I will share with you a hard-won secret to resolving such lapses in communication. When asked for clarification on a point that, if misunderstood, would hurt your partner’s feelings—give the requested clarification. If asked again, re-clarify. Then re-clarify again. Then re-re-clarify. This is nothing more than giving reassurance to your partner who at that moment is desperately seeking reassurance from that person who means the most in the world to him or her.

And for the person seeking reassurance; once it is given to you, you need to accept it. The second most important three-word-phrase in any relationship (after “More beer, honey?”) is “I believe you.” Those three words can stop a derailed misunderstanding cold and put it right back on its tracks.

That is the essence of cutting each other a break. Even if you did mean to snap; if momentary frustration got the better of you, or you said something in anger that you didn’t mean, you can apologize and take it back. It will happen and it doesn’t need to ruin an entire day or even an entire conversation. Take a step back; maybe even a few minutes to cool off; then reconvene. It goes like this: apology, apology accepted, kiss and make up. It is simple to say, but exceedingly hard to execute. That’s why cutting each other a break is a rule; not just a helpful suggestion.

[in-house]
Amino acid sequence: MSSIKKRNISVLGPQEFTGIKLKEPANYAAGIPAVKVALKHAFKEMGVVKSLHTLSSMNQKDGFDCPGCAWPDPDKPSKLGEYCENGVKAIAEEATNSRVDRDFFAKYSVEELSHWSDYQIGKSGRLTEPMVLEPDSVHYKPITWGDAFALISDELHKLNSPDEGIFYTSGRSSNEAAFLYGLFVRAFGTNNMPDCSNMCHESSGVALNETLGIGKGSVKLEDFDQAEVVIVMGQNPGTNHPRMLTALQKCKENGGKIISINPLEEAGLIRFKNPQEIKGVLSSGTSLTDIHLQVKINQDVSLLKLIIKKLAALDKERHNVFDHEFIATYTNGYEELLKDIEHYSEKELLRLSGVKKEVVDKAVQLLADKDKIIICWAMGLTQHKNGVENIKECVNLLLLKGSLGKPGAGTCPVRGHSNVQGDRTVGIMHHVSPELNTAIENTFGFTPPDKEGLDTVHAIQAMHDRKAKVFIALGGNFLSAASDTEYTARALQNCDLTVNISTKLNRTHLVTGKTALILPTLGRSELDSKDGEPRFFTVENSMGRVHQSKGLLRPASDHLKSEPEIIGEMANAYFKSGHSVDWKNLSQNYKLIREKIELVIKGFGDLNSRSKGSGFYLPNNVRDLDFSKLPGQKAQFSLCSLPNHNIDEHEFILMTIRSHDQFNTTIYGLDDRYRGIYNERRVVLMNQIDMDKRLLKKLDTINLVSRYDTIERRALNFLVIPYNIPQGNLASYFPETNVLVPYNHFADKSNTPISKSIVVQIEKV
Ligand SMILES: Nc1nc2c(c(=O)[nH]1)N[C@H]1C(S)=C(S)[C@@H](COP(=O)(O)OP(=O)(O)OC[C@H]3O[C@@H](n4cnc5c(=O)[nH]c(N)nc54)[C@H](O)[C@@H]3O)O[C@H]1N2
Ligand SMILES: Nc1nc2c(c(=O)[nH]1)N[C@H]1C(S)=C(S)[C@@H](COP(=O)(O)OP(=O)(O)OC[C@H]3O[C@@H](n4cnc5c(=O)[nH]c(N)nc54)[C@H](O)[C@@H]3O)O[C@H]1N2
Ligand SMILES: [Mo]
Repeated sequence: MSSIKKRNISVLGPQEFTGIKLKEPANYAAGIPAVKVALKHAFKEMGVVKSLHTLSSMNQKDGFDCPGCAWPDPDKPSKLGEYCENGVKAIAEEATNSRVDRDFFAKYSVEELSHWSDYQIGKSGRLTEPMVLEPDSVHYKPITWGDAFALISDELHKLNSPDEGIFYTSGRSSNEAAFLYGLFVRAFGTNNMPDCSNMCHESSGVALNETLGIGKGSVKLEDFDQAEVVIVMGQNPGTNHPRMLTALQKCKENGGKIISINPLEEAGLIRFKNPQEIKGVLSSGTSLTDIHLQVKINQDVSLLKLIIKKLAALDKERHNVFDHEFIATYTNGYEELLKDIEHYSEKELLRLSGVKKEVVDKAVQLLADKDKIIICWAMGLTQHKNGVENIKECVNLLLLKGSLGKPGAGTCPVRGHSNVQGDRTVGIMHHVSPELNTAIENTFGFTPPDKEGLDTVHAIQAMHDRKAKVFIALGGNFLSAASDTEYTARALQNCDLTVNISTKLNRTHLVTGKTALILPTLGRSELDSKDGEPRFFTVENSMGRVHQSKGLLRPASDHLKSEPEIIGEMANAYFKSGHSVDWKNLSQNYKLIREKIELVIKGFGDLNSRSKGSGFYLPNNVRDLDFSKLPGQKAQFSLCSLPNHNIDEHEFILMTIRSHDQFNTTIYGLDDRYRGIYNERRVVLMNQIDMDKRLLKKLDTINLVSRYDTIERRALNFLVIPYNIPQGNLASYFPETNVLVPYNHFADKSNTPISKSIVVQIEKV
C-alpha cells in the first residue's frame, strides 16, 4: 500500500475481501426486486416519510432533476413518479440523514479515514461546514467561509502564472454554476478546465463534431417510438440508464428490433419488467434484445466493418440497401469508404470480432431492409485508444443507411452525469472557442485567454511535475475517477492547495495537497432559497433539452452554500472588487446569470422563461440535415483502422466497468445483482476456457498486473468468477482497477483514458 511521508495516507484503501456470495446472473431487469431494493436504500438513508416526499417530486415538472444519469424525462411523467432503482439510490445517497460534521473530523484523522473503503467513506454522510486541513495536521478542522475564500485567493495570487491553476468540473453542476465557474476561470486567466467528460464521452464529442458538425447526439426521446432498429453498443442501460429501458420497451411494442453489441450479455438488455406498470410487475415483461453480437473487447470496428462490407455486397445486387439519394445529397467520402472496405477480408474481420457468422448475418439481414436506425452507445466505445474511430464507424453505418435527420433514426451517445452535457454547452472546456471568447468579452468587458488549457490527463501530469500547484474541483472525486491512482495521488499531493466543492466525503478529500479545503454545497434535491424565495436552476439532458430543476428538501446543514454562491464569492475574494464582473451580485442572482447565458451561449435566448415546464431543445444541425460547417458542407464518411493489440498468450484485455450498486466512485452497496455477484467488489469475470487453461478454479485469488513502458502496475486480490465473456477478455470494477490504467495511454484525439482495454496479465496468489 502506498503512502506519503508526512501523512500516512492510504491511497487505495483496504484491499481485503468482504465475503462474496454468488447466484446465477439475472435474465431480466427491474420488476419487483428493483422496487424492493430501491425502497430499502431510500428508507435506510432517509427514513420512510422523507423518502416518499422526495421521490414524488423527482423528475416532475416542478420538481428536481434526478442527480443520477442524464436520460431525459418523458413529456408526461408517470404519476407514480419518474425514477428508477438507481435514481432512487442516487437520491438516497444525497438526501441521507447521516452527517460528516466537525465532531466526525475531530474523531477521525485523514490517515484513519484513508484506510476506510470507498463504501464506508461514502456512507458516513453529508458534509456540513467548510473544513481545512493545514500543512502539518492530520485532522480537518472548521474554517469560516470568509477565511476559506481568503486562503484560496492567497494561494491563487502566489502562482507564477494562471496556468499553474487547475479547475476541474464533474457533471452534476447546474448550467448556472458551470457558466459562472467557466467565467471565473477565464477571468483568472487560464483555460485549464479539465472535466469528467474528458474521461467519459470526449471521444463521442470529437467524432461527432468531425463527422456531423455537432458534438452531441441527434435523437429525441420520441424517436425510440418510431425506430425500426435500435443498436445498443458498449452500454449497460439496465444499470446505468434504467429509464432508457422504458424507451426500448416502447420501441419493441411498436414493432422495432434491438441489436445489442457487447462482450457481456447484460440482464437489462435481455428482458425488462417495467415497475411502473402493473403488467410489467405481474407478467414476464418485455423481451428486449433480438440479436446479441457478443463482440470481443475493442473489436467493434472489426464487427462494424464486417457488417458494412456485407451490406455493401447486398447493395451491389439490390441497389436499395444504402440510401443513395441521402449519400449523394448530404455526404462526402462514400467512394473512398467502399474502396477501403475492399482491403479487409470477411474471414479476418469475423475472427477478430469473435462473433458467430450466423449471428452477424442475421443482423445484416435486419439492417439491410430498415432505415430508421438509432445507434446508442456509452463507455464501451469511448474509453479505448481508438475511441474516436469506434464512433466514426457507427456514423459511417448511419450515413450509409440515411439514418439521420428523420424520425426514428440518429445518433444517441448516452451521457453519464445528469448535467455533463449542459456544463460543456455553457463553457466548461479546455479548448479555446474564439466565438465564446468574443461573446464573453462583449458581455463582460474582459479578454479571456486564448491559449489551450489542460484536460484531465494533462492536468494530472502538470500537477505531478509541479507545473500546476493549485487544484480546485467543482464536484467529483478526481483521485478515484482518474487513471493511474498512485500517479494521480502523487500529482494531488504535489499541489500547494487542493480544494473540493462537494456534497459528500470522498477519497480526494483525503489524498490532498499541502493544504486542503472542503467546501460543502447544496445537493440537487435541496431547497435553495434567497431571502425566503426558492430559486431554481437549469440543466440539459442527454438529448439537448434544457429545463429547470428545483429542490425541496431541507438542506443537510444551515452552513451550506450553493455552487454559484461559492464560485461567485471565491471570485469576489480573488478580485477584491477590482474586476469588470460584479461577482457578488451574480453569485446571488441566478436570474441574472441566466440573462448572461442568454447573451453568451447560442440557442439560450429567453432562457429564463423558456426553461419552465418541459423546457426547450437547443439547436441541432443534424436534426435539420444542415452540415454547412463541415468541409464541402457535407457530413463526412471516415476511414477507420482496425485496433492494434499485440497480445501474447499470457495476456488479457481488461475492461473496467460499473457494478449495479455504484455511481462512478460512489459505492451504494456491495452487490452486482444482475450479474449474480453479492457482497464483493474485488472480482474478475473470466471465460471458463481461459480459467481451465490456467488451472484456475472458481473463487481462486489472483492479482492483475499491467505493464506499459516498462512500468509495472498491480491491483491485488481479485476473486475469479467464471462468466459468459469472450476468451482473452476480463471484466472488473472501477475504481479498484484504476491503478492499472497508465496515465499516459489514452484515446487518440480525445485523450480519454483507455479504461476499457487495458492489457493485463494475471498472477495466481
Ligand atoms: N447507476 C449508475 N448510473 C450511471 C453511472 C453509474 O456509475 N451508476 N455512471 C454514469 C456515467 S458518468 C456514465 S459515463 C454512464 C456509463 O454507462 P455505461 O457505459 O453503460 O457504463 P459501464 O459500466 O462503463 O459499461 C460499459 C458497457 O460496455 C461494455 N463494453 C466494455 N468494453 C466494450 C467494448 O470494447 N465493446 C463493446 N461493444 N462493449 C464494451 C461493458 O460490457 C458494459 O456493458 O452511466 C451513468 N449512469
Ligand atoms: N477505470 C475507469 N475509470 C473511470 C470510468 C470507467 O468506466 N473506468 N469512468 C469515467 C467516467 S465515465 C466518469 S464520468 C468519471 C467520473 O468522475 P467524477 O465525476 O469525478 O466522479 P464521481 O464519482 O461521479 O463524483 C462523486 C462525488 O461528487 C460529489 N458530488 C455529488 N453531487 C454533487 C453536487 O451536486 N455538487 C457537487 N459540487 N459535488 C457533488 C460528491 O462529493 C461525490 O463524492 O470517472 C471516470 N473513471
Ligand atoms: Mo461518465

Rule Number 9. Never fight over text or e mail.

As mentioned in the prior section, demeanor is often poorly reflected or captured over text or e mail. Unless you intend to say bad things, that is. E mail and text messages capture thoughts such as “You’re an asshole!” exceptionally well. It is the well-intentioned sincerity that often goes unnoticed, or misinterpreted altogether.

Consider this: Donna and I are in an argument. I say something that hurts her feelings, we have a few cross words, and we both get off the phone with the issue unresolved. A few minutes pass and I decide (remember this is a hypothetical) that she’s right. I really am an asshole. So I type out a heartfelt text message relating my epiphany; something like, “You’re right. I am an asshole.” This shows her that I thought about the argument rationally, looked at things from her perspective, came to an understanding, and offered her an olive branch. Everything is fine, right?